- Making managers know when to put someone on a PIP and when issues are just conduct issues that honest discussions need to be used instead
Utilising Data to be a Commercial Business Partner
Are employee relations teams utilising data to support decisions and gain business buy in for decisions and policies? ER should be collecting data on cases for a number of reasons. Data can help articulate the business case and address gaps in management capabilities. This data can be used as evidence by showing managers how they are performing in terms of cases compared to the rest of the business. This means businesses can be proactive rather than reactive and put accountability back on to management. It is crucial to get all data into one place so that it can be analysed. When deciding what data to collect it is important to know what does the business want? What data do they need from ER? ER should be supporting and underpinning the business and key decisions. HR and finance should agree on points of data collection to ensure it is useful and accurate.
When trying to gain business understanding and buy in ER and HR issues need to be demonstrated in a commercial way by calculating things such as the cost of not resolving or people’s time or employees being out of the business. It is essential that ER teams have commercial acumen!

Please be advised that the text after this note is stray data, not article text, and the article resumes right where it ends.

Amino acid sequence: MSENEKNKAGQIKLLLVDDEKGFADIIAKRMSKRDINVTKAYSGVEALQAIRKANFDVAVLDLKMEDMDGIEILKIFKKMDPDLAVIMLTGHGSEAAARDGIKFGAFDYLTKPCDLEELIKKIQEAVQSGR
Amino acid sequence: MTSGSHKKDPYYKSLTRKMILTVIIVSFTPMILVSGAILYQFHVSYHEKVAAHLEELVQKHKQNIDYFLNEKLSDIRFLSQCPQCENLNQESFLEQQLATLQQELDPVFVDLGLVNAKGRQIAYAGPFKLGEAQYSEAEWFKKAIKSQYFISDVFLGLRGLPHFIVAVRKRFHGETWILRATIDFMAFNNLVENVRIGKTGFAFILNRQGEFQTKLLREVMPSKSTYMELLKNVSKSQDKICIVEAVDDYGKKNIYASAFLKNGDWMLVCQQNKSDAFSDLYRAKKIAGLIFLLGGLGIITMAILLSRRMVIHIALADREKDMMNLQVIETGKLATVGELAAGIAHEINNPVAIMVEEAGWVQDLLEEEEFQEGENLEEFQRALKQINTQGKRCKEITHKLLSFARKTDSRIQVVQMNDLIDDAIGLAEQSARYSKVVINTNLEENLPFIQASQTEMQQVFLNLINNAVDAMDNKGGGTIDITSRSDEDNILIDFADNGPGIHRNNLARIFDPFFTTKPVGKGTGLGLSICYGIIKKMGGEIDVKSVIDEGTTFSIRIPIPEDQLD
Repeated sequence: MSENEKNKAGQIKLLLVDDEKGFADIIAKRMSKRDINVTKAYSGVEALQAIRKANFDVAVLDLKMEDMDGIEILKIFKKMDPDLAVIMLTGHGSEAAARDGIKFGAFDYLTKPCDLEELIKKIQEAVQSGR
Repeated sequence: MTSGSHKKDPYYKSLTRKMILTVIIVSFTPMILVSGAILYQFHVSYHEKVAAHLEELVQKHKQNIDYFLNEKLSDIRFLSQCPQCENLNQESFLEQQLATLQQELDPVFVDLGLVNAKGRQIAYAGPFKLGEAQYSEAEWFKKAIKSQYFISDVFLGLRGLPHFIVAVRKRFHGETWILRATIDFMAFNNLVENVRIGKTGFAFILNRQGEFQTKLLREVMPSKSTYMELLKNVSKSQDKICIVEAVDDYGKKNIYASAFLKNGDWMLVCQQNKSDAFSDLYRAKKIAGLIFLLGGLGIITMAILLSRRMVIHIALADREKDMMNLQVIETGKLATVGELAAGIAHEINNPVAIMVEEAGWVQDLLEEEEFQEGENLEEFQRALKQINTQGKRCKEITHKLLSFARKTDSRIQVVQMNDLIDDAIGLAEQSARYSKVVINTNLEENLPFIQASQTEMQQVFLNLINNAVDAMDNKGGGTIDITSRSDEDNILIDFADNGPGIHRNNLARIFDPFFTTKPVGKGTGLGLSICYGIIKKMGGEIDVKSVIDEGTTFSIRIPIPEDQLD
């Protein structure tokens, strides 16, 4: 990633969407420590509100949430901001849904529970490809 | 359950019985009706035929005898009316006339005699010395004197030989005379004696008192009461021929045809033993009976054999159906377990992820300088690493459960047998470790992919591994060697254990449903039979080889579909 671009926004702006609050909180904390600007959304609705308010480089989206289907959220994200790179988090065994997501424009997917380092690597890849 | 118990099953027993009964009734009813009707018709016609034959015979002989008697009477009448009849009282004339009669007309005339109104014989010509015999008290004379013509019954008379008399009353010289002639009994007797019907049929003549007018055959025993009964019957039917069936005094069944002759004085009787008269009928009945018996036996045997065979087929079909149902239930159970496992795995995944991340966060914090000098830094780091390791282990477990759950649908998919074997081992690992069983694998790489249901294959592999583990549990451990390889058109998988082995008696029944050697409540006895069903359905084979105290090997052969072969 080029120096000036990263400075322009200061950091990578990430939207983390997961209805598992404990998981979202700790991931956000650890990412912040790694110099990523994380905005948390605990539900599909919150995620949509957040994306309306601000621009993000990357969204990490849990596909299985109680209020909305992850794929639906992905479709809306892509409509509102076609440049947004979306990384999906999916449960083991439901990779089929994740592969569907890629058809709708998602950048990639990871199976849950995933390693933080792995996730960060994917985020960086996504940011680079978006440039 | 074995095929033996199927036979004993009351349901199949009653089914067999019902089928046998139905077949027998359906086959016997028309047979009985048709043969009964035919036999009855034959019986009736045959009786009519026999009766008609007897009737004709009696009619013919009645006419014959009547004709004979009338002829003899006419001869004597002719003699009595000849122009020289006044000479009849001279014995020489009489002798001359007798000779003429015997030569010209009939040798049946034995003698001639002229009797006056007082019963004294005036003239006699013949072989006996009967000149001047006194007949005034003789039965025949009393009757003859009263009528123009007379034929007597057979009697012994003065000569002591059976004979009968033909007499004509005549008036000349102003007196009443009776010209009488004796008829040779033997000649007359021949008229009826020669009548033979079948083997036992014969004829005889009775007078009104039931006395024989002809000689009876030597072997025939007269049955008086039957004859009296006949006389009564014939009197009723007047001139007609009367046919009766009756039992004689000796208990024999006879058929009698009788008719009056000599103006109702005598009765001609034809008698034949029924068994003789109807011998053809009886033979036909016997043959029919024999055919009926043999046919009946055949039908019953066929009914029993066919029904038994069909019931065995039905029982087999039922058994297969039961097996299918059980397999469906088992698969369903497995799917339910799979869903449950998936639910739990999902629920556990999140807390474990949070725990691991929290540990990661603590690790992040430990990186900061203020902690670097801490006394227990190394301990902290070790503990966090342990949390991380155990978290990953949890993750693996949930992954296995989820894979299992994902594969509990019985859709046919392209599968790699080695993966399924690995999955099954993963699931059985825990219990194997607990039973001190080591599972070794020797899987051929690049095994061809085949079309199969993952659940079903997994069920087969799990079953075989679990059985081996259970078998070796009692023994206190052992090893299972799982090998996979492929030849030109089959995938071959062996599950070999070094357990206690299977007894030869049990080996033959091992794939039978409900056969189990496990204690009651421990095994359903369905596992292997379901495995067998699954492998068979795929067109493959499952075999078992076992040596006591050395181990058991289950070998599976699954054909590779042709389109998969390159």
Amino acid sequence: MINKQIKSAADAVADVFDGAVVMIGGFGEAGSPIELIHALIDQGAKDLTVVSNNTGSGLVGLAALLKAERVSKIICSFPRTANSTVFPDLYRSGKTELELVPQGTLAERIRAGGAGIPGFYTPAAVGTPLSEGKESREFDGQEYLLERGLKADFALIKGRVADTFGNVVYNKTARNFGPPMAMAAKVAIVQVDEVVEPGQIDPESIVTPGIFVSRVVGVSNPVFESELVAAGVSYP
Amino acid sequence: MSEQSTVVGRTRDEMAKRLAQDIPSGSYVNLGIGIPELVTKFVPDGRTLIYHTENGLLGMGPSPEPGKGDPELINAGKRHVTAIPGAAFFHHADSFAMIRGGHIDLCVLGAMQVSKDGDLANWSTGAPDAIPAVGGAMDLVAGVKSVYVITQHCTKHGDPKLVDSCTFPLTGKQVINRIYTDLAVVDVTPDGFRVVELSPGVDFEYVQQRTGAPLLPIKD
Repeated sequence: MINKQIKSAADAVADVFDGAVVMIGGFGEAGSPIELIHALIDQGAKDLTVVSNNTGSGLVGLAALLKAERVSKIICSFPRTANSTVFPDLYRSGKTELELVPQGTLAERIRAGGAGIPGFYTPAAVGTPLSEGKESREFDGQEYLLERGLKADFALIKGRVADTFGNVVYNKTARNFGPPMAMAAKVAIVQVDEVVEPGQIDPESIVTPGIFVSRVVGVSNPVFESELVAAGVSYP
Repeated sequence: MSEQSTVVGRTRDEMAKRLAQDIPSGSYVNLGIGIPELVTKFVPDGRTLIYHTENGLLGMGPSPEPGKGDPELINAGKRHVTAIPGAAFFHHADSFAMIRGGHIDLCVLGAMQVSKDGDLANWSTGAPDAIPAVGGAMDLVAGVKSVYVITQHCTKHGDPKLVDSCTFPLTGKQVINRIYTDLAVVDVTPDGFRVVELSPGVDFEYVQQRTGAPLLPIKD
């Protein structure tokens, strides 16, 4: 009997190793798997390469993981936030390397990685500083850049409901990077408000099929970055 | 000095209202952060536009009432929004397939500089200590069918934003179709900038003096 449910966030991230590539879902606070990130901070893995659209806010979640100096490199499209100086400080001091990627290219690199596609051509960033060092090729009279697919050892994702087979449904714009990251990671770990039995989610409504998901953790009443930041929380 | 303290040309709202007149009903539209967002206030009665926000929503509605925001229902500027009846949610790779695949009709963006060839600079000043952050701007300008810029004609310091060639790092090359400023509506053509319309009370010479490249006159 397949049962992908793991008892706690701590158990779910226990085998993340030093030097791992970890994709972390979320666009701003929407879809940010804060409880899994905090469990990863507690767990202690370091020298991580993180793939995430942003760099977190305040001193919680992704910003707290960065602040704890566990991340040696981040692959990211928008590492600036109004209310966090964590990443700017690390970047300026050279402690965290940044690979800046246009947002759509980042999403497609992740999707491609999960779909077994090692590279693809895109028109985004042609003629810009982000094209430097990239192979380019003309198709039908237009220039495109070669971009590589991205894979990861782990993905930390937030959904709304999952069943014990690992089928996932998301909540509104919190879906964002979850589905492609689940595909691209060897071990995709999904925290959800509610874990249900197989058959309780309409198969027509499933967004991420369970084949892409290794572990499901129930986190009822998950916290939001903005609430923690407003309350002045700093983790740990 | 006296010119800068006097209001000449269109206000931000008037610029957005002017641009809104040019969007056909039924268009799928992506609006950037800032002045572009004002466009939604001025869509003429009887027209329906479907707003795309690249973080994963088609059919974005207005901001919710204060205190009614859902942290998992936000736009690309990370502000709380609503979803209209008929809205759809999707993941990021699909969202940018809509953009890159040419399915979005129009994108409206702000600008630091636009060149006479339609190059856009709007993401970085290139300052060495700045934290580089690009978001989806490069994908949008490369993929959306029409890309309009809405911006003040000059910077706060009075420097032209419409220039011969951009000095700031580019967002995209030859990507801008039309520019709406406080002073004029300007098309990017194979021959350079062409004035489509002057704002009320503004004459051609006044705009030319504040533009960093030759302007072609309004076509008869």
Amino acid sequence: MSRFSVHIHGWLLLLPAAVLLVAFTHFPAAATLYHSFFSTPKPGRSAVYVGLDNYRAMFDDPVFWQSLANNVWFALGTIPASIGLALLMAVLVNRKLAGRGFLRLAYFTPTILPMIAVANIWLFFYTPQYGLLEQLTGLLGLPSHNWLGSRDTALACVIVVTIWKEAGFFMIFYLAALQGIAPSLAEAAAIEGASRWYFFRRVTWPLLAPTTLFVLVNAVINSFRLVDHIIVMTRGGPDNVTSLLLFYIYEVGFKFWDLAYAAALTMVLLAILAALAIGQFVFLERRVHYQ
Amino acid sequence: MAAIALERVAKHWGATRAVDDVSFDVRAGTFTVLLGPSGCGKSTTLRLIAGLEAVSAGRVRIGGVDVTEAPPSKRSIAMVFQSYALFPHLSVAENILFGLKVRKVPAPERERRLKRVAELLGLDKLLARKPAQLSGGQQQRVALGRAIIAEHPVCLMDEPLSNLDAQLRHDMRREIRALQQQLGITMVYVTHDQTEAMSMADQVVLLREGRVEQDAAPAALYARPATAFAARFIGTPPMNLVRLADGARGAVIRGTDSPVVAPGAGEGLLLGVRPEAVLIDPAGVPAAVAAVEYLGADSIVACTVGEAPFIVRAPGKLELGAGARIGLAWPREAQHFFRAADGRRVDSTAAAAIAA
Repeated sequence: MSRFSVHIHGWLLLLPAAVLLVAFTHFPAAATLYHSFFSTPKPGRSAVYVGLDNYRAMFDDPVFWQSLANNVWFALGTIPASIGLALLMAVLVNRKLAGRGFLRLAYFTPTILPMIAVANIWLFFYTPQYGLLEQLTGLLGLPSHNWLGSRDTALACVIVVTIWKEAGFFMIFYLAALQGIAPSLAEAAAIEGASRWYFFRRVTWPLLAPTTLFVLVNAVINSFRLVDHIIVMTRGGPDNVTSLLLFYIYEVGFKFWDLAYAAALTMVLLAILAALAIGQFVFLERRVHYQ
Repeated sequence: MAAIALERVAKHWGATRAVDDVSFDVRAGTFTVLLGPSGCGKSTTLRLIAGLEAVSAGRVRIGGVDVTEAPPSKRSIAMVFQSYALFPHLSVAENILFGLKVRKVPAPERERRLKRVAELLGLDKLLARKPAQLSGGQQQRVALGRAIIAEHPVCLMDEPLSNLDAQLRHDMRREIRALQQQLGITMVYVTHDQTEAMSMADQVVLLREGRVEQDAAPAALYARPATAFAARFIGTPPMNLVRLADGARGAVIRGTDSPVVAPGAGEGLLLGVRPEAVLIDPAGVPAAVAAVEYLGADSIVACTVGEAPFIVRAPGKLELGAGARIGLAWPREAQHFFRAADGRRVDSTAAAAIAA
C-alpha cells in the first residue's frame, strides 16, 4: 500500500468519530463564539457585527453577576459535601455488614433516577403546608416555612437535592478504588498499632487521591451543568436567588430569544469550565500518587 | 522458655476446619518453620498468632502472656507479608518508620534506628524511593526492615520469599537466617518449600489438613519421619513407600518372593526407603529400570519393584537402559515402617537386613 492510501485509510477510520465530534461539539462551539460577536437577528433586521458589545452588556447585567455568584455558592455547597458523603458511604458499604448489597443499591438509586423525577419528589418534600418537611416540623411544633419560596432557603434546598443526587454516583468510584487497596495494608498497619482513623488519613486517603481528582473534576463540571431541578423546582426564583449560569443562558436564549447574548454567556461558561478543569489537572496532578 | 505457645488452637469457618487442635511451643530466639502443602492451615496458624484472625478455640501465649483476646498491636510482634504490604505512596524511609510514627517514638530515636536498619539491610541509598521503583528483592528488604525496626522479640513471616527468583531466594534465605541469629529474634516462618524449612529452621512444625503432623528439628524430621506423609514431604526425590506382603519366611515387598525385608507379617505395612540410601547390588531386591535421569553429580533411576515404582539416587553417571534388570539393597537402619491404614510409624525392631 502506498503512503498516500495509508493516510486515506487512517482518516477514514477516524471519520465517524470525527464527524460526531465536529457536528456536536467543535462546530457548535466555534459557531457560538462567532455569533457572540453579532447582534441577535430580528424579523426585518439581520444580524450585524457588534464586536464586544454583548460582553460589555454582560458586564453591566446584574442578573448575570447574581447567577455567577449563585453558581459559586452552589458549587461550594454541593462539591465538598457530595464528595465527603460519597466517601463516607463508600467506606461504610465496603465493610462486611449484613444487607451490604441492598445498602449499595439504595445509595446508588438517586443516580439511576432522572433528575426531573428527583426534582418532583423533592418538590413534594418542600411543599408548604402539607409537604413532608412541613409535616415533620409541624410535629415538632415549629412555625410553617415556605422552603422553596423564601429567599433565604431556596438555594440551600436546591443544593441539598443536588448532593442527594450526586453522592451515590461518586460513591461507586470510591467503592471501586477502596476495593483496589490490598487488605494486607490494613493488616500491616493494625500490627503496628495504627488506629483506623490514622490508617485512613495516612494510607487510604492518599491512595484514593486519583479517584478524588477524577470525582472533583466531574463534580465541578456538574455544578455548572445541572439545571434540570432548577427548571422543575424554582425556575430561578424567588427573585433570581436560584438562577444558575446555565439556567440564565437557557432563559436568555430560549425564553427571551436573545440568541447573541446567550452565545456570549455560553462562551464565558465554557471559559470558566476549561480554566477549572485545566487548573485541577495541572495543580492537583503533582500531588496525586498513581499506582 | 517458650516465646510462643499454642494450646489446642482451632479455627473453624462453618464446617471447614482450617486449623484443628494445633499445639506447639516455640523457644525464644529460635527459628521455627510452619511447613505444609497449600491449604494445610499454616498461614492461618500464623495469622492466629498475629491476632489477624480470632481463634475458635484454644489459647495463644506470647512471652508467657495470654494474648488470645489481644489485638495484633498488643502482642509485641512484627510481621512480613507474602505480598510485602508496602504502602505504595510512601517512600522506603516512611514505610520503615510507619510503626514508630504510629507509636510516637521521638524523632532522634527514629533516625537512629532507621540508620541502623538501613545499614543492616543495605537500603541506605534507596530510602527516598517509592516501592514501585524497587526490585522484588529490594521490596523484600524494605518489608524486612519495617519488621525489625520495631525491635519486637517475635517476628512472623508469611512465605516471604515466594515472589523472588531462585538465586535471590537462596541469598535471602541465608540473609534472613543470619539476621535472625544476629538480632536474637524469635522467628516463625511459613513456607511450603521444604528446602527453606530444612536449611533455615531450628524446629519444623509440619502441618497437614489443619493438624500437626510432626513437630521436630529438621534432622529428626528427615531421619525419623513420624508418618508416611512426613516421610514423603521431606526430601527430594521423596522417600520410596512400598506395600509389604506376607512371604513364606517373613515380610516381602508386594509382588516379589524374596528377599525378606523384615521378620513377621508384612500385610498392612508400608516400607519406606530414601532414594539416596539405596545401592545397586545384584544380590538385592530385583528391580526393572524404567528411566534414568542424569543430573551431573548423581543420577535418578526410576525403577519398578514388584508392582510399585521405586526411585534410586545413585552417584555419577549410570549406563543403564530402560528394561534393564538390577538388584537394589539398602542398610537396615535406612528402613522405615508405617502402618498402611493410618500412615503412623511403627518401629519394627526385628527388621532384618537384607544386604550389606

How can ER learn from the marketing function and how they capture data on customers to learn how to collect data for employees and departments?
Less and less businesses are of the mindset that they just want to settle cases. More are following proper procedure and pushing back. However for this to work, culture within the company needs to change – adult conversations need to be had which can include independent witnesses if necessary.
Case avoidance is key to many organisations. For this to be possible there needs to be early intervention and clearly communicated processes that people realise are there for the right reason and are aware of before issues arise. Many companies now have mediation (discussed in more details later in this summary) running through their policies, especially as a first step to try to deal with these issues way earlier and find the best and fairest solution. The ER team can mediate or internal managers can be trained and also external mediators can be brought in for more serious cases.
Protected conversations / pre termination negotiations are being used more and more and can encourage cultural change – there is a very subtle but important difference between poor and underperformance. This also means that separating performance management and disciplinaries is crucial. Trying to differentiated between a complaint and a grievance is also important.